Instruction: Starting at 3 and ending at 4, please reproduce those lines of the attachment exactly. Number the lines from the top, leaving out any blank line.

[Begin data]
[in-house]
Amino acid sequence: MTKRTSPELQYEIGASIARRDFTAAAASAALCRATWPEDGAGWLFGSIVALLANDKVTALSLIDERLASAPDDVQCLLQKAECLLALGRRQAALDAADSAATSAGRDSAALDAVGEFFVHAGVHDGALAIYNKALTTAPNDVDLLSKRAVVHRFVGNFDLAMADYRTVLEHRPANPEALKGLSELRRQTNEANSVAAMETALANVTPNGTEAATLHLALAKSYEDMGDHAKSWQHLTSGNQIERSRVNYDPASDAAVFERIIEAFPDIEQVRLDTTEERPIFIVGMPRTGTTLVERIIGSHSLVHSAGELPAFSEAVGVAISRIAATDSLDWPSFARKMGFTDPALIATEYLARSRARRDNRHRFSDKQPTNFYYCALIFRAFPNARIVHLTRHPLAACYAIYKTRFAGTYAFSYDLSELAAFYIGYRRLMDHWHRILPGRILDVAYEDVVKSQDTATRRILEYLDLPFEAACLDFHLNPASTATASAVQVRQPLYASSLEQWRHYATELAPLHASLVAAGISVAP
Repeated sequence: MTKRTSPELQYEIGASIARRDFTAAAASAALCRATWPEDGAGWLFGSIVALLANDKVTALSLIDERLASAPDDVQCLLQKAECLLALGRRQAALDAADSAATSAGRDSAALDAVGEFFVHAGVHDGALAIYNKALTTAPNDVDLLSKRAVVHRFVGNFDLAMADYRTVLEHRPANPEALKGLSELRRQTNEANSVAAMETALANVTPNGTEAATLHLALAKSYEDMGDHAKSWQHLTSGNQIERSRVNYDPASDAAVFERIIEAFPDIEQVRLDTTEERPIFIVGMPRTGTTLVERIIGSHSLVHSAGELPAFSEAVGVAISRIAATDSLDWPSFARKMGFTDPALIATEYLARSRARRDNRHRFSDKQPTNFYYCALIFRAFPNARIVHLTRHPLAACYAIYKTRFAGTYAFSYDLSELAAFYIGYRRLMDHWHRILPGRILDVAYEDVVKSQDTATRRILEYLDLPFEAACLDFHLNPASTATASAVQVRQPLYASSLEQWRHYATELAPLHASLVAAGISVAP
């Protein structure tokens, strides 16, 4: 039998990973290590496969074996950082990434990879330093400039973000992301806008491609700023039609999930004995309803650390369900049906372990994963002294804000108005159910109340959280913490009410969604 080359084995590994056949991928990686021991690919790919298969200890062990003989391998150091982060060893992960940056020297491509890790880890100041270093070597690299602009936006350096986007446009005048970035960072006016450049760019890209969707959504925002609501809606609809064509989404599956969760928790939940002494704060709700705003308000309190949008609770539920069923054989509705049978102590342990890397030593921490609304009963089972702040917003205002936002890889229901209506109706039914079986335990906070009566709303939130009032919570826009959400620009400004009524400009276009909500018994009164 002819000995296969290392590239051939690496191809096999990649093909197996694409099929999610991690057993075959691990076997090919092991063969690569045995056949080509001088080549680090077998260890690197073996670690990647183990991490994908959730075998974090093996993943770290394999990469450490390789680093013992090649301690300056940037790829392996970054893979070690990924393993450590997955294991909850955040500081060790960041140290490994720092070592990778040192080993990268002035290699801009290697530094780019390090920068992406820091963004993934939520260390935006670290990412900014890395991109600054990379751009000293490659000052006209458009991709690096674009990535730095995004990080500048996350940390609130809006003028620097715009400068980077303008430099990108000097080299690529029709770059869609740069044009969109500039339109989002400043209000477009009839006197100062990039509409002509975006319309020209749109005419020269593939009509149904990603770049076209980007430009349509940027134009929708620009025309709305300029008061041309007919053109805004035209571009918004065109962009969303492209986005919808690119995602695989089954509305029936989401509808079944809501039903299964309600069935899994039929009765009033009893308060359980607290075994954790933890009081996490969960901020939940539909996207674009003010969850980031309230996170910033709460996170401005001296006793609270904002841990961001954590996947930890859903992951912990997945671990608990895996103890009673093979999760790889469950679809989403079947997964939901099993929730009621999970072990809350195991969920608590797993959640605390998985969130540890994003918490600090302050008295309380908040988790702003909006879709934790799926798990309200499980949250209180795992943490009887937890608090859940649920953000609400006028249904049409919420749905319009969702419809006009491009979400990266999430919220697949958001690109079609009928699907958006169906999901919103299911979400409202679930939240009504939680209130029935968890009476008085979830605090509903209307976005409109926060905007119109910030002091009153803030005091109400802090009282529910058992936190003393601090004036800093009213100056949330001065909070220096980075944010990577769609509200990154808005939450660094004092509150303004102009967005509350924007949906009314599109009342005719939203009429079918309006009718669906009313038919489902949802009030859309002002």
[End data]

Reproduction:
Repeated sequence: MTKRTSPELQYEIGASIARRDFTAAAASAALCRATWPEDGAGWLFGSIVALLANDKVTALSLIDERLASAPDDVQCLLQKAECLLALGRRQAALDAADSAATSAGRDSAALDAVGEFFVHAGVHDGALAIYNKALTTAPNDVDLLSKRAVVHRFVGNFDLAMADYRTVLEHRPANPEALKGLSELRRQTNEANSVAAMETALANVTPNGTEAATLHLALAKSYEDMGDHAKSWQHLTSGNQIERSRVNYDPASDAAVFERIIEAFPDIEQVRLDTTEERPIFIVGMPRTGTTLVERIIGSHSLVHSAGELPAFSEAVGVAISRIAATDSLDWPSFARKMGFTDPALIATEYLARSRARRDNRHRFSDKQPTNFYYCALIFRAFPNARIVHLTRHPLAACYAIYKTRFAGTYAFSYDLSELAAFYIGYRRLMDHWHRILPGRILDVAYEDVVKSQDTATRRILEYLDLPFEAACLDFHLNPASTATASAVQVRQPLYASSLEQWRHYATELAPLHASLVAAGISVAP
């Protein structure tokens, strides 16, 4: 039998990973290590496969074996950082990434990879330093400039973000992301806008491609700023039609999930004995309803650390369900049906372990994963002294804000108005159910109340959280913490009410969604 080359084995590994056949991928990686021991690919790919298969200890062990003989391998150091982060060893992960940056020297491509890790880890100041270093070597690299602009936006350096986007446009005048970035960072006016450049760019890209969707959504925002609501809606609809064509989404599956969760928790939940002494704060709700705003308000309190949008609770539920069923054989509705049978102590342990890397030593921490609304009963089972702040917003205002936002890889229901209506109706039914079986335990906070009566709303939130009032919570826009959400620009400004009524400009276009909500018994009164 002819000995296969290392590239051939690496191809096999990649093909197996694409099929999610991690057993075959691990076997090919092991063969690569045995056949080509001088080549680090077998260890690197073996670690990647183990991490994908959730075998974090093996993943770290394999990469450490390789680093013992090649301690300056940037790829392996970054893979070690990924393993450590997955294991909850955040500081060790960041140290490994720092070592990778040192080993990268002035290699801009290697530094780019390090920068992406820091963004993934939520260390935006670290990412900014890395991109600054990379751009000293490659000052006209458009991709690096674009990535730095995004990080500048996350940390609130809006003028620097715009400068980077303008430099990108000097080299690529029709770059869609740069044009969109500039339109989002400043209000477009009839006197100062990039509409002509975006319309020209749109005419020269593939009509149904990603770049076209980007430009349509940027134009929708620009025309709305300029008061041309007919053109805004035209571009918004065109962009969303492209986005919808690119995602695989089954509305029936989401509808079944809501039903299964309600069935899994039929009765009033009893308060359980607290075994954790933890009081996490969960901020939940539909996207674009003010969850980031309230996170910033709460996170401005001296006793609270904002841990961001954590996947930890859903992951912990997945671990608990895996103890009673093979999760790889469950679809989403079947997964939901099993929730009621999970072990809350195991969920608590797993959640605390998985969130540890994003918490600090302050008295309380908040988790702003909006879709934790799926798990309200499980949250209180795992943490009887937890608090859940649920953000609400006028249904049409919420749905319009969702419809006009491009979400990266999430919220697949958001690109079609009928699907958006169906999901919103299911979400409202679930939240009504939680209130029935968890009476008085979830605090509903209307976005409109926060905007119109910030002091009153803030005091109400802090009282529910058992936190003393601090004036800093009213100056949330001065909070220096980075944010990577769609509200990154808005939450660094004092509150303004102009967005509350924007949906009314599109009342005719939203009429079918309006009718669906009313038919489902949802009030859309002002």